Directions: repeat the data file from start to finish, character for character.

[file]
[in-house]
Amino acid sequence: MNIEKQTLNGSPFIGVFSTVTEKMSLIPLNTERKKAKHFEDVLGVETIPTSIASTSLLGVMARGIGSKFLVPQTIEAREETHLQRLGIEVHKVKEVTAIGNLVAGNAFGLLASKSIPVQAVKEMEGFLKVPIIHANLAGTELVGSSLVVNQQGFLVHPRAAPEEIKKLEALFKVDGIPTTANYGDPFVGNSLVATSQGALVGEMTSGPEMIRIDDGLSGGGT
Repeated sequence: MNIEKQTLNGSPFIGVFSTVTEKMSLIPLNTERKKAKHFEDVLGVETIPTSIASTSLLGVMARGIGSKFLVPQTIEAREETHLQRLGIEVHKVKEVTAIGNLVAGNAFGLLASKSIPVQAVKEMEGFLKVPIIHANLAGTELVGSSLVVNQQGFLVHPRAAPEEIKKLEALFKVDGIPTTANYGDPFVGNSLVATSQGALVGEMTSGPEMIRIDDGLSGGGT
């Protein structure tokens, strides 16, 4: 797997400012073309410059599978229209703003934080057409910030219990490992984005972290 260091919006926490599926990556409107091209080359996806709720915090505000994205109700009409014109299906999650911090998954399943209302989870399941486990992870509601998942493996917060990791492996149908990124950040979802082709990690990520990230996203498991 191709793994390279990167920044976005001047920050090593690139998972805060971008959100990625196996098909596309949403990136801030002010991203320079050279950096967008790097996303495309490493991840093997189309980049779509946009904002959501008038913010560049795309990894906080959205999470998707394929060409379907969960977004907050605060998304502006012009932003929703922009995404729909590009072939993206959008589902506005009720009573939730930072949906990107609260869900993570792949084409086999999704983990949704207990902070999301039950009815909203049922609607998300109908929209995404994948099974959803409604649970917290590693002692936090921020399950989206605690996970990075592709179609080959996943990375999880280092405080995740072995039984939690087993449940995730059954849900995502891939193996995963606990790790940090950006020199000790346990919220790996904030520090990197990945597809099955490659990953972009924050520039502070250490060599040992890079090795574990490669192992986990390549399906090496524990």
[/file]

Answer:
[in-house]
Amino acid sequence: MNIEKQTLNGSPFIGVFSTVTEKMSLIPLNTERKKAKHFEDVLGVETIPTSIASTSLLGVMARGIGSKFLVPQTIEAREETHLQRLGIEVHKVKEVTAIGNLVAGNAFGLLASKSIPVQAVKEMEGFLKVPIIHANLAGTELVGSSLVVNQQGFLVHPRAAPEEIKKLEALFKVDGIPTTANYGDPFVGNSLVATSQGALVGEMTSGPEMIRIDDGLSGGGT
Repeated sequence: MNIEKQTLNGSPFIGVFSTVTEKMSLIPLNTERKKAKHFEDVLGVETIPTSIASTSLLGVMARGIGSKFLVPQTIEAREETHLQRLGIEVHKVKEVTAIGNLVAGNAFGLLASKSIPVQAVKEMEGFLKVPIIHANLAGTELVGSSLVVNQQGFLVHPRAAPEEIKKLEALFKVDGIPTTANYGDPFVGNSLVATSQGALVGEMTSGPEMIRIDDGLSGGGT
């Protein structure tokens, strides 16, 4: 797997400012073309410059599978229209703003934080057409910030219990490992984005972290 260091919006926490599926990556409107091209080359996806709720915090505000994205109700009409014109299906999650911090998954399943209302989870399941486990992870509601998942493996917060990791492996149908990124950040979802082709990690990520990230996203498991 191709793994390279990167920044976005001047920050090593690139998972805060971008959100990625196996098909596309949403990136801030002010991203320079050279950096967008790097996303495309490493991840093997189309980049779509946009904002959501008038913010560049795309990894906080959205999470998707394929060409379907969960977004907050605060998304502006012009932003929703922009995404729909590009072939993206959008589902506005009720009573939730930072949906990107609260869900993570792949084409086999999704983990949704207990902070999301039950009815909203049922609607998300109908929209995404994948099974959803409604649970917290590693002692936090921020399950989206605690996970990075592709179609080959996943990375999880280092405080995740072995039984939690087993449940995730059954849900995502891939193996995963606990790790940090950006020199000790346990919220790996904030520090990197990945597809099955490659990953972009924050520039502070250490060599040992890079090795574990490669192992986990390549399906090496524990």